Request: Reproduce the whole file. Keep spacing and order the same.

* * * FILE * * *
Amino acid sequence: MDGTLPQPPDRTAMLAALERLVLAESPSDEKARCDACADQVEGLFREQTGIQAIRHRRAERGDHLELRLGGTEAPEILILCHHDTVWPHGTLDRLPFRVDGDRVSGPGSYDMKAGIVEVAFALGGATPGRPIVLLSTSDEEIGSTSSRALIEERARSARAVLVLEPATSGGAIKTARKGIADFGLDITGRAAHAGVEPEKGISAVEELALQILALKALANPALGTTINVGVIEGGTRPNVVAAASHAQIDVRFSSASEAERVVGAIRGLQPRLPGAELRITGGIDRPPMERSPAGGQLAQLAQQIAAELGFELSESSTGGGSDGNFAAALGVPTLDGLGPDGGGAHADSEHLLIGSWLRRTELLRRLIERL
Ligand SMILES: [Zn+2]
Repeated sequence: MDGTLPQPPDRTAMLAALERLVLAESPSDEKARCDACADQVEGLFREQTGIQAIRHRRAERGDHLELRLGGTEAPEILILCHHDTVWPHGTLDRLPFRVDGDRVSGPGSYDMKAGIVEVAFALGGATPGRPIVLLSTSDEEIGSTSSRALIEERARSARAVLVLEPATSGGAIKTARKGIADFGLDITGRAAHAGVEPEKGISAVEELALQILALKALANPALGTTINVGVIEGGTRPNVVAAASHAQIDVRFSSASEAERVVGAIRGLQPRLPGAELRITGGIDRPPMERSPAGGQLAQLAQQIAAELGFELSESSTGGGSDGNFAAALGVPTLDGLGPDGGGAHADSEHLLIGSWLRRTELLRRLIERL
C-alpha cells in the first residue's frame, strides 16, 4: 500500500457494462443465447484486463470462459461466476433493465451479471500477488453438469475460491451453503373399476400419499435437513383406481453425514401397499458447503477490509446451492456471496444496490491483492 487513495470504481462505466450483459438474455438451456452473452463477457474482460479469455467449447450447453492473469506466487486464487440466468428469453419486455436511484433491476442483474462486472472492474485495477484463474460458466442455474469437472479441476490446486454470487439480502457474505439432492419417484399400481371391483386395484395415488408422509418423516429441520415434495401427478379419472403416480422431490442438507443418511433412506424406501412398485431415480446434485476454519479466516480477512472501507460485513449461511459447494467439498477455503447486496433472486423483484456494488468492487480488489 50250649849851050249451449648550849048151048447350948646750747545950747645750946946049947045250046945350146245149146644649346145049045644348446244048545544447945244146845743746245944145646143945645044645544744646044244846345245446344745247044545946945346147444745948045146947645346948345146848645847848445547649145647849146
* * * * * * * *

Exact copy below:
Amino acid sequence: MDGTLPQPPDRTAMLAALERLVLAESPSDEKARCDACADQVEGLFREQTGIQAIRHRRAERGDHLELRLGGTEAPEILILCHHDTVWPHGTLDRLPFRVDGDRVSGPGSYDMKAGIVEVAFALGGATPGRPIVLLSTSDEEIGSTSSRALIEERARSARAVLVLEPATSGGAIKTARKGIADFGLDITGRAAHAGVEPEKGISAVEELALQILALKALANPALGTTINVGVIEGGTRPNVVAAASHAQIDVRFSSASEAERVVGAIRGLQPRLPGAELRITGGIDRPPMERSPAGGQLAQLAQQIAAELGFELSESSTGGGSDGNFAAALGVPTLDGLGPDGGGAHADSEHLLIGSWLRRTELLRRLIERL
Ligand SMILES: [Zn+2]
Repeated sequence: MDGTLPQPPDRTAMLAALERLVLAESPSDEKARCDACADQVEGLFREQTGIQAIRHRRAERGDHLELRLGGTEAPEILILCHHDTVWPHGTLDRLPFRVDGDRVSGPGSYDMKAGIVEVAFALGGATPGRPIVLLSTSDEEIGSTSSRALIEERARSARAVLVLEPATSGGAIKTARKGIADFGLDITGRAAHAGVEPEKGISAVEELALQILALKALANPALGTTINVGVIEGGTRPNVVAAASHAQIDVRFSSASEAERVVGAIRGLQPRLPGAELRITGGIDRPPMERSPAGGQLAQLAQQIAAELGFELSESSTGGGSDGNFAAALGVPTLDGLGPDGGGAHADSEHLLIGSWLRRTELLRRLIERL
C-alpha cells in the first residue's frame, strides 16, 4: 500500500457494462443465447484486463470462459461466476433493465451479471500477488453438469475460491451453503373399476400419499435437513383406481453425514401397499458447503477490509446451492456471496444496490491483492 487513495470504481462505466450483459438474455438451456452473452463477457474482460479469455467449447450447453492473469506466487486464487440466468428469453419486455436511484433491476442483474462486472472492474485495477484463474460458466442455474469437472479441476490446486454470487439480502457474505439432492419417484399400481371391483386395484395415488408422509418423516429441520415434495401427478379419472403416480422431490442438507443418511433412506424406501412398485431415480446434485476454519479466516480477512472501507460485513449461511459447494467439498477455503447486496433472486423483484456494488468492487480488489 50250649849851050249451449648550849048151048447350948646750747545950747645750946946049947045250046945350146245149146644649346145049045644348446244048545544447945244146845743746245944145646143945645044645544744646044244846345245446344745247044545946945346147444745948045146947645346948345146848645847848445547649145647849146